The influence of temperature on virus (PRD1 and ΦX174) and carboxyl-modified latex nanoparticle (50 and 100 nm) attachment was examined in sand-packed columns under various physiochemical conditions. When the solution ionic strength (IS) equaled 10 and 30 mM, the attachment rate coefficient (katt) increased up to 109% (p < 0.0002) and the percentage of the sand surface area that contributed to attachment (Sf) increased up to 160% (p < 0.002) when the temperature was increased from 4 to 20 °C. Temperature effects at IS = 10 and 30 mM were also dependent on the system hydrodynamics; i.e., enhanced retention at a lower pore water velocity (0.1 m/day). Conversely, this same temperature increase had a negligible influence on kattand Sfvalues when IS was 1 mM or > 50 mM. An explanation for these observations was obtained from extended interaction energy calculations that considered nanoscale roughness and chemical heterogeneity on the sand surface. Interaction energy calculations demonstrated that the energy barrier to attachment in the primary minimum (∆Φa) decreased with increasing IS, chemical heterogeneity, and temperature, especially in the presence of small amounts of nanoscale roughness (e.g., roughness fraction of 0.05 and height of 20 nm in the zone of influence). Temperature had a negligible effect on kattand Sfwhen the IS = 1 mM because of the large energy barrier, and at IS = 50 mM because of the absence of an energy barrier. Conversely, temperature had a large influence on kattand Sfwhen the IS was 10 and 30 mM because of the presence of a small ∆Φaon sand with nanoscale roughness and a chemical (positive zeta potential) heterogeneity. This has large implications for setting parameters for the accurate modeling and transport prediction of virus and nanoparticle contaminants in ground water systems.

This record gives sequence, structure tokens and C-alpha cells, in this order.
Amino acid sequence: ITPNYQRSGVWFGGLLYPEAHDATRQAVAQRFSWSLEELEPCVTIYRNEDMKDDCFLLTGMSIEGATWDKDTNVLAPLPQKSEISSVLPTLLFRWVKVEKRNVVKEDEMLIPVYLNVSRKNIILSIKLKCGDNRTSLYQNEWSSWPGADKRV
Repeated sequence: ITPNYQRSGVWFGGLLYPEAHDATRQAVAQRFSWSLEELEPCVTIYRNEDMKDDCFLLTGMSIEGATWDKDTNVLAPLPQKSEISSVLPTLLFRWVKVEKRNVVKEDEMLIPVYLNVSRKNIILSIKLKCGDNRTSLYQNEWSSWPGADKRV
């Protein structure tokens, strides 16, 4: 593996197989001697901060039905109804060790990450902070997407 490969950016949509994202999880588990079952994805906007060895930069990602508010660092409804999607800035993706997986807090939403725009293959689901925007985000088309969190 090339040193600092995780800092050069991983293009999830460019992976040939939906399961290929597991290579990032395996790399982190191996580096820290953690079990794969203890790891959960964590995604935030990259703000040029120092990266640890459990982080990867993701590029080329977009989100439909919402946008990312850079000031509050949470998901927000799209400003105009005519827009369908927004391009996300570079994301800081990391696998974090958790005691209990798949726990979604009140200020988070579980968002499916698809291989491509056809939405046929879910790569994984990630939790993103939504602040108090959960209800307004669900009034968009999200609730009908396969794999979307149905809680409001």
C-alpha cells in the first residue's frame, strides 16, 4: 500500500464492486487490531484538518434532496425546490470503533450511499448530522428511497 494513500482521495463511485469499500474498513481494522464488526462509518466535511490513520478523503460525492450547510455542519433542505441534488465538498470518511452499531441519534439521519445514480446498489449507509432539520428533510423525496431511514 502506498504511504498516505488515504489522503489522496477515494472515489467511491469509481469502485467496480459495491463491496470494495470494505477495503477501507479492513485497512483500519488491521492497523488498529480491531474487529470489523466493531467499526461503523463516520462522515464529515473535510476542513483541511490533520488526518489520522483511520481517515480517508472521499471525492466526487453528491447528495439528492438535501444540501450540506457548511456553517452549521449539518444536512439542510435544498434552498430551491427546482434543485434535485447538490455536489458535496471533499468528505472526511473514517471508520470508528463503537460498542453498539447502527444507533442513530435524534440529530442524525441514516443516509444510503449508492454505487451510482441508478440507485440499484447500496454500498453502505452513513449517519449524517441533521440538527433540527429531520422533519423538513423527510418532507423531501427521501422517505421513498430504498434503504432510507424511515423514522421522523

- Surface roughness
- XDLVO theory